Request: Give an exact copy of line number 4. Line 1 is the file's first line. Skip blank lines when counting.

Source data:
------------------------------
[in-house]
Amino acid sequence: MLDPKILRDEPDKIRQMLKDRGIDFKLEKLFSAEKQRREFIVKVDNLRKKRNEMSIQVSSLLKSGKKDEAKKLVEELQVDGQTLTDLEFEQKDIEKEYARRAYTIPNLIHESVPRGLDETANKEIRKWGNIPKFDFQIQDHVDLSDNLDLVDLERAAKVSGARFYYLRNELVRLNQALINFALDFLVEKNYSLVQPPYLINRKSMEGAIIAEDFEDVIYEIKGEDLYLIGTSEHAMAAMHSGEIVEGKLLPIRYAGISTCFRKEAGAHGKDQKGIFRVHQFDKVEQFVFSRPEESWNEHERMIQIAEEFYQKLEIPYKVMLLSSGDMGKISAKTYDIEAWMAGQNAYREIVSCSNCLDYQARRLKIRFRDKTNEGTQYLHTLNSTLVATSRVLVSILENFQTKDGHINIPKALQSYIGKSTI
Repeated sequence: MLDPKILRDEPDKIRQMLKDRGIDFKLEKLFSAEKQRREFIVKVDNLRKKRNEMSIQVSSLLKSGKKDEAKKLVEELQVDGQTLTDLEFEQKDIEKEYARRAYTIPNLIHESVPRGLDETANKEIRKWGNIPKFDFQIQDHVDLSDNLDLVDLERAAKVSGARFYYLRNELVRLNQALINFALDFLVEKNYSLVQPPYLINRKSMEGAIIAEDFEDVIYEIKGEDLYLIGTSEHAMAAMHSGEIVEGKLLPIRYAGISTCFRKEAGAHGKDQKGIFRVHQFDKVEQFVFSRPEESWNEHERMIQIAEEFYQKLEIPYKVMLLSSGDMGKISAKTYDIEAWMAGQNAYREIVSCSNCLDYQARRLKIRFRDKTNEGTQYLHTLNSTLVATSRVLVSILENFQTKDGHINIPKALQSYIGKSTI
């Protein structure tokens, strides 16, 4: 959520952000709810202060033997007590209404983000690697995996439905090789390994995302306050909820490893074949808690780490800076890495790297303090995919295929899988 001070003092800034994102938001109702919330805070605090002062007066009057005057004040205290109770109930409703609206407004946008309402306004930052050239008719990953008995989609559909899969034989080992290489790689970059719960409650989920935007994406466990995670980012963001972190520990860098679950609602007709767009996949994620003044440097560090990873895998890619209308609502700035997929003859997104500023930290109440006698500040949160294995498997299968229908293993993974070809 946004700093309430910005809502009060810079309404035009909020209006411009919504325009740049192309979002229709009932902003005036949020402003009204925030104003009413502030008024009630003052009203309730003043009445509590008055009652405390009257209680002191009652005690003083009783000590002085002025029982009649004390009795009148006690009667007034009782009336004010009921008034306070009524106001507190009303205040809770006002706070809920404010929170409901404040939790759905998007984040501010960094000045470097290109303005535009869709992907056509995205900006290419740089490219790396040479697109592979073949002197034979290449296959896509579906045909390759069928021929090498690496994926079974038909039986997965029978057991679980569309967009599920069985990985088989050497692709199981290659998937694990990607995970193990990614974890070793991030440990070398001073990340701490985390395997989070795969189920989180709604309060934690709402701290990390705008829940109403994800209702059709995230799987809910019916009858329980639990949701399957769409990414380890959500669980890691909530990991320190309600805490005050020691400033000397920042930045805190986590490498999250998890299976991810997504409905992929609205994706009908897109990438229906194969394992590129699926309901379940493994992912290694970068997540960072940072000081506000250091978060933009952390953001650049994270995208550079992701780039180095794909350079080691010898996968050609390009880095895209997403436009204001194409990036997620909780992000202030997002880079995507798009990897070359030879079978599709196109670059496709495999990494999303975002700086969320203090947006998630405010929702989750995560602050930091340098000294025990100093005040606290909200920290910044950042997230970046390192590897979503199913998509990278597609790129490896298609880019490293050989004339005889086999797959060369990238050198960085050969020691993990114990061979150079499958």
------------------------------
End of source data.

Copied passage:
């Protein structure tokens, strides 16, 4: 959520952000709810202060033997007590209404983000690697995996439905090789390994995302306050909820490893074949808690780490800076890495790297303090995919295929899988 001070003092800034994102938001109702919330805070605090002062007066009057005057004040205290109770109930409703609206407004946008309402306004930052050239008719990953008995989609559909899969034989080992290489790689970059719960409650989920935007994406466990995670980012963001972190520990860098679950609602007709767009996949994620003044440097560090990873895998890619209308609502700035997929003859997104500023930290109440006698500040949160294995498997299968229908293993993974070809 946004700093309430910005809502009060810079309404035009909020209006411009919504325009740049192309979002229709009932902003005036949020402003009204925030104003009413502030008024009630003052009203309730003043009445509590008055009652405390009257209680002191009652005690003083009783000590002085002025029982009649004390009795009148006690009667007034009782009336004010009921008034306070009524106001507190009303205040809770006002706070809920404010929170409901404040939790759905998007984040501010960094000045470097290109303005535009869709992907056509995205900006290419740089490219790396040479697109592979073949002197034979290449296959896509579906045909390759069928021929090498690496994926079974038909039986997965029978057991679980569309967009599920069985990985088989050497692709199981290659998937694990990607995970193990990614974890070793991030440990070398001073990340701490985390395997989070795969189920989180709604309060934690709402701290990390705008829940109403994800209702059709995230799987809910019916009858329980639990949701399957769409990414380890959500669980890691909530990991320190309600805490005050020691400033000397920042930045805190986590490498999250998890299976991810997504409905992929609205994706009908897109990438229906194969394992590129699926309901379940493994992912290694970068997540960072940072000081506000250091978060933009952390953001650049994270995208550079992701780039180095794909350079080691010898996968050609390009880095895209997403436009204001194409990036997620909780992000202030997002880079995507798009990897070359030879079978599709196109670059496709495999990494999303975002700086969320203090947006998630405010929702989750995560602050930091340098000294025990100093005040606290909200920290910044950042997230970046390192590897979503199913998509990278597609790129490896298609880019490293050989004339005889086999797959060369990238050198960085050969020691993990114990061979150079499958």